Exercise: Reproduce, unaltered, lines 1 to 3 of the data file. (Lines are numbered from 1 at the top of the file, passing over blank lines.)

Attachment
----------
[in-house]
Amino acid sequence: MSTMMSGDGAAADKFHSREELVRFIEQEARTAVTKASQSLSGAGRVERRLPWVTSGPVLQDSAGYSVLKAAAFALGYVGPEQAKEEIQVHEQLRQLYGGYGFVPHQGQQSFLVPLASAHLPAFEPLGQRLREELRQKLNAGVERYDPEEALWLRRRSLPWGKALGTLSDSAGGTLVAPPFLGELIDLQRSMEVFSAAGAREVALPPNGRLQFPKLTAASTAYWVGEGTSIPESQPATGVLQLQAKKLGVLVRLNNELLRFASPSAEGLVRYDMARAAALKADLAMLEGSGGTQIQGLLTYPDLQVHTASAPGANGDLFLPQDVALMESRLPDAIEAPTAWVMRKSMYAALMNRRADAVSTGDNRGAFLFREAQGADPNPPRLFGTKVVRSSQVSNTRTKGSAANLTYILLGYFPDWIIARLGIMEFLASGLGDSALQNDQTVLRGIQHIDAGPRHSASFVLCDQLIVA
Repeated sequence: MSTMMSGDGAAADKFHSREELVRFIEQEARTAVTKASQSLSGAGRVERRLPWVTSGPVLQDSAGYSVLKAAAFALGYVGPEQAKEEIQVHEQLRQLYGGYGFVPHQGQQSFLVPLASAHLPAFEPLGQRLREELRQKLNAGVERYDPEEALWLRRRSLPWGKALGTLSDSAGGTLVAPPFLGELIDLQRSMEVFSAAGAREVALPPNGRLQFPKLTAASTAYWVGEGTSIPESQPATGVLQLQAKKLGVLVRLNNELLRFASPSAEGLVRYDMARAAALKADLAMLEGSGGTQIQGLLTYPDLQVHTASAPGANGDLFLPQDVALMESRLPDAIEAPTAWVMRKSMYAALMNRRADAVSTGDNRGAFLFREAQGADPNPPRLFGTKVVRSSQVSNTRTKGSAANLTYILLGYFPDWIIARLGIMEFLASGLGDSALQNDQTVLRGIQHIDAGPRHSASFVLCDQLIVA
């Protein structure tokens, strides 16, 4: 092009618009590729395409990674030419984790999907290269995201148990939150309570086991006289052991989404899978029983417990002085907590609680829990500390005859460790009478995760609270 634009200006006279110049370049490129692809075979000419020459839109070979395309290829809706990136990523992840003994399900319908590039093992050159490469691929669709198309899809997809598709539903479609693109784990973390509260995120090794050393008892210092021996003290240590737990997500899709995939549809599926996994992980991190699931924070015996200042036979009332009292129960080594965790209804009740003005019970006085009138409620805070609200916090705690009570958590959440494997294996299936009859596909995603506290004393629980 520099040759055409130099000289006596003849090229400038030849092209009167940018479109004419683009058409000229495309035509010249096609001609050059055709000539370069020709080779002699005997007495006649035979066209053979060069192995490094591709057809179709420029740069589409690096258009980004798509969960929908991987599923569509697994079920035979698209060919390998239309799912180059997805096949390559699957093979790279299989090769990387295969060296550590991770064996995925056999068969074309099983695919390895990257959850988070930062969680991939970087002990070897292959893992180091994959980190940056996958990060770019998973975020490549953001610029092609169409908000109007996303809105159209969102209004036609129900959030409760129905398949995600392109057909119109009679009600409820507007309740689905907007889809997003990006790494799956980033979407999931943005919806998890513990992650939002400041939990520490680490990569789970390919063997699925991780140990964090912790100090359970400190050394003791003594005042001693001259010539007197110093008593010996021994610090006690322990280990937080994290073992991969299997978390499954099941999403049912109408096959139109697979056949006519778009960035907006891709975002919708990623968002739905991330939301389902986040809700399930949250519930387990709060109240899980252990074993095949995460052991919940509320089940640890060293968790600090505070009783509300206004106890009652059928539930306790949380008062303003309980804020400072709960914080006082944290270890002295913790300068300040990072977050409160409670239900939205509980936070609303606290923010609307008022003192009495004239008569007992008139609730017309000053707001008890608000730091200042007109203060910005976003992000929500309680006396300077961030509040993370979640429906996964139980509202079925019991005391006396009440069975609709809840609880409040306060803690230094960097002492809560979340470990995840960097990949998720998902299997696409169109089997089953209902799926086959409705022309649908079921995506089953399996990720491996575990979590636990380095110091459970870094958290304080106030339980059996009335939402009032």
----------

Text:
[in-house]
Amino acid sequence: MSTMMSGDGAAADKFHSREELVRFIEQEARTAVTKASQSLSGAGRVERRLPWVTSGPVLQDSAGYSVLKAAAFALGYVGPEQAKEEIQVHEQLRQLYGGYGFVPHQGQQSFLVPLASAHLPAFEPLGQRLREELRQKLNAGVERYDPEEALWLRRRSLPWGKALGTLSDSAGGTLVAPPFLGELIDLQRSMEVFSAAGAREVALPPNGRLQFPKLTAASTAYWVGEGTSIPESQPATGVLQLQAKKLGVLVRLNNELLRFASPSAEGLVRYDMARAAALKADLAMLEGSGGTQIQGLLTYPDLQVHTASAPGANGDLFLPQDVALMESRLPDAIEAPTAWVMRKSMYAALMNRRADAVSTGDNRGAFLFREAQGADPNPPRLFGTKVVRSSQVSNTRTKGSAANLTYILLGYFPDWIIARLGIMEFLASGLGDSALQNDQTVLRGIQHIDAGPRHSASFVLCDQLIVA
Repeated sequence: MSTMMSGDGAAADKFHSREELVRFIEQEARTAVTKASQSLSGAGRVERRLPWVTSGPVLQDSAGYSVLKAAAFALGYVGPEQAKEEIQVHEQLRQLYGGYGFVPHQGQQSFLVPLASAHLPAFEPLGQRLREELRQKLNAGVERYDPEEALWLRRRSLPWGKALGTLSDSAGGTLVAPPFLGELIDLQRSMEVFSAAGAREVALPPNGRLQFPKLTAASTAYWVGEGTSIPESQPATGVLQLQAKKLGVLVRLNNELLRFASPSAEGLVRYDMARAAALKADLAMLEGSGGTQIQGLLTYPDLQVHTASAPGANGDLFLPQDVALMESRLPDAIEAPTAWVMRKSMYAALMNRRADAVSTGDNRGAFLFREAQGADPNPPRLFGTKVVRSSQVSNTRTKGSAANLTYILLGYFPDWIIARLGIMEFLASGLGDSALQNDQTVLRGIQHIDAGPRHSASFVLCDQLIVA